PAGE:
Emancipation on the Prairie
The female pronghorn go on a complicated and exhausting search for a partner every year. For this to be worthwhile, something has to jump out. But what?
Women are emancipated. Women are picky. After all, they're looking for the man of their dreams, and he's not waiting on every street corner. This seems to be a problem that not only we humans, but also many animals can sing a song about, for example the female pronghorn (Antilocapra americana).
Pronghorns are the only extant species of an otherwise extinct order within the even-toed ungulates. But there is something else that makes them unique among even-toed ungulates: In a certain way, the women wear the trousers because they decide who is allowed to be the lord of the election. Just before she gets in the mood to mate, she begins sprinting across the vast expanses of the North American prairies in search of him. She spares no effort: She visits many gentlemen, who often maintain their harems far from each other, and sometimes tests a candidate several times. All of this happens in just two weeks-fortunately, these ruminants are America's fastest land mammals.
How does this testing work? John Byers of the University of Idaho and others noted some time ago that the pronghorn females first look at whether the master can keep a band of wayward women in line - how he convinces them not to return to him to run away. This happens whenever he has trouble stopping an opponent from encroaching on his territory.
But the females often leave the males for reasons that are still unknown to the researchers. The size of the existing harem is important in any case, whether a female also decides for this male - apart from a few very clever ones. They think he's safe, but then try to escape to a rival at the last minute, provoking a fight between the two. Only those who win can end up with these women. In any case, in the end almost all females opt for a small select group and most of the other males get nothing.
But what do these gentlemen offer that the others don't have? Do they offer protection? No, because the emancipated females take care of themselves. Are the gentlemen particularly handsome? At least according to human judgement, that may not be the case either, because pronghorns actually all look the same to our eyes. So are the females looking for a sperm donor who will give them perfectly he althy offspring? A possibility that no one had previously investigated in animals in the wild.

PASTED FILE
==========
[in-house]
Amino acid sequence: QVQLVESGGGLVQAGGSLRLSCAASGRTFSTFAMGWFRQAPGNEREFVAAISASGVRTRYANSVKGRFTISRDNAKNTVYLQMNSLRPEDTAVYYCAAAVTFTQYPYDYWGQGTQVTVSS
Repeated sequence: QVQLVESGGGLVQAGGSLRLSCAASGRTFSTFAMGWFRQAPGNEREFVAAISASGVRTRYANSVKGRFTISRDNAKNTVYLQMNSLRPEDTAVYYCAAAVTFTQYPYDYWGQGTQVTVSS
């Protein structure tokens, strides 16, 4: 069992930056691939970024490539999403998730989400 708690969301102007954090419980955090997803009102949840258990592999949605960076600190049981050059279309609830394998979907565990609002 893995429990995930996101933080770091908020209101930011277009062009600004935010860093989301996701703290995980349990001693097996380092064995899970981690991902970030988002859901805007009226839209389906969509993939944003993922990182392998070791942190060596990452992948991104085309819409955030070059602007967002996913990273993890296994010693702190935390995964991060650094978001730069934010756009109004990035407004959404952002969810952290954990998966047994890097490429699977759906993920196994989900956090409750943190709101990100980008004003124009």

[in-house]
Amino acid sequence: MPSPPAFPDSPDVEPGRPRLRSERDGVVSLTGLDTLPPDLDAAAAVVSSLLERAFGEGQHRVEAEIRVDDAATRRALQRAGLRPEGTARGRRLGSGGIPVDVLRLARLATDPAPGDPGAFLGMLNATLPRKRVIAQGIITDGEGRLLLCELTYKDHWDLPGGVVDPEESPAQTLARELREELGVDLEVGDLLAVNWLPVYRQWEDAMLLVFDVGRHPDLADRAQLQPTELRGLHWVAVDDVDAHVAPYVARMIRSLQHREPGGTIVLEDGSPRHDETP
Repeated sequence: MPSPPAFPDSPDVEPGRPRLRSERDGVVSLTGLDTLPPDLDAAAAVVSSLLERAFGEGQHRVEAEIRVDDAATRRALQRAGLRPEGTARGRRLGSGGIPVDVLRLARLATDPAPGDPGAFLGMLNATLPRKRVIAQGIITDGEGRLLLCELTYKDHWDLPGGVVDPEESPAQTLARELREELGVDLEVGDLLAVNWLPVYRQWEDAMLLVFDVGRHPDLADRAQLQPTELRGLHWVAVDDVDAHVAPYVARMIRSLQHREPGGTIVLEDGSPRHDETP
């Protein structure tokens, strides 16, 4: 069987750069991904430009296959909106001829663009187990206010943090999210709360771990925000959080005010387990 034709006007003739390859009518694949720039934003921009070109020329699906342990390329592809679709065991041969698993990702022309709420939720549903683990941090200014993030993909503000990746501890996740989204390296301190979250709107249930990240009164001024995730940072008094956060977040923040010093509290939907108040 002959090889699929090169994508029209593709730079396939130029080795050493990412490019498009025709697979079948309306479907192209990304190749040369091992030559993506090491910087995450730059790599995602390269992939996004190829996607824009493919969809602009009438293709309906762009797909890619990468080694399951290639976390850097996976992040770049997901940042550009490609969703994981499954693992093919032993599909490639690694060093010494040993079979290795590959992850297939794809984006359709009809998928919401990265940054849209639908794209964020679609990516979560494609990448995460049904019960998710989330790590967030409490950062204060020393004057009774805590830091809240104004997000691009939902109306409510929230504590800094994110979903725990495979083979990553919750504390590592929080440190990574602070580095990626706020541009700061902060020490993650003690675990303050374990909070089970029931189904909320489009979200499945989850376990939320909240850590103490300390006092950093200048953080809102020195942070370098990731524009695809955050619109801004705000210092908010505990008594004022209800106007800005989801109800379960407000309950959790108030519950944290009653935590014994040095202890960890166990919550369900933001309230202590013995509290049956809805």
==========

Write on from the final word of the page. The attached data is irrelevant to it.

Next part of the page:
Byers and his colleague Lisette Waits therefore lay in wait for four years in the National Bison Range in Montana and monitored the mating behavior of the pronghorn. To distinguish between the animals living there, they marked each individual by the ear and also sequenced ten places in the genome that are characteristically composed for each individual. Then they caught as many newborns as possible annually and repeated these procedures. Now they were able to compare their genome with that of around fifty potential fathers and thus once again confirm at a genetic level what their observations in the field suggested: In fact, only 14 of the male pronghorn had fathered almost sixty percent of the offspring. And these hatchlings did survive more often than those of the less favored males.
What quality made this offspring particularly fit for life? Byers and Waits suspected: rapid growth. Because the faster the animals are big and strong enough to sprint away from their biggest enemies, the coyotes, the more likely they are to survive. The researchers were able to confirm this with comparison photos of the hind feet of the young animals, which they took immediately after birth and then again at a later point in time. From this they calculated how quickly the hind foot had grown. This happened much faster in the offspring of the attractive males.
But the researchers experienced a surprise in one thing: Offspring of premium males were cared for and nursed less by their mothers than offspring of second-rate partners. At second glance, it's not really that surprising: the females, who were only able to get a less good sperm donor, are probably trying to make their genetically disadvantaged little ones more suitable for the fight for survival in this way.
The pronghorn females have actually developed a good method to recognize their dream man - the one who gives them the he althiest offspring. And if the strategy doesn't work out, they stick to it like many people do: always make the best of the situation.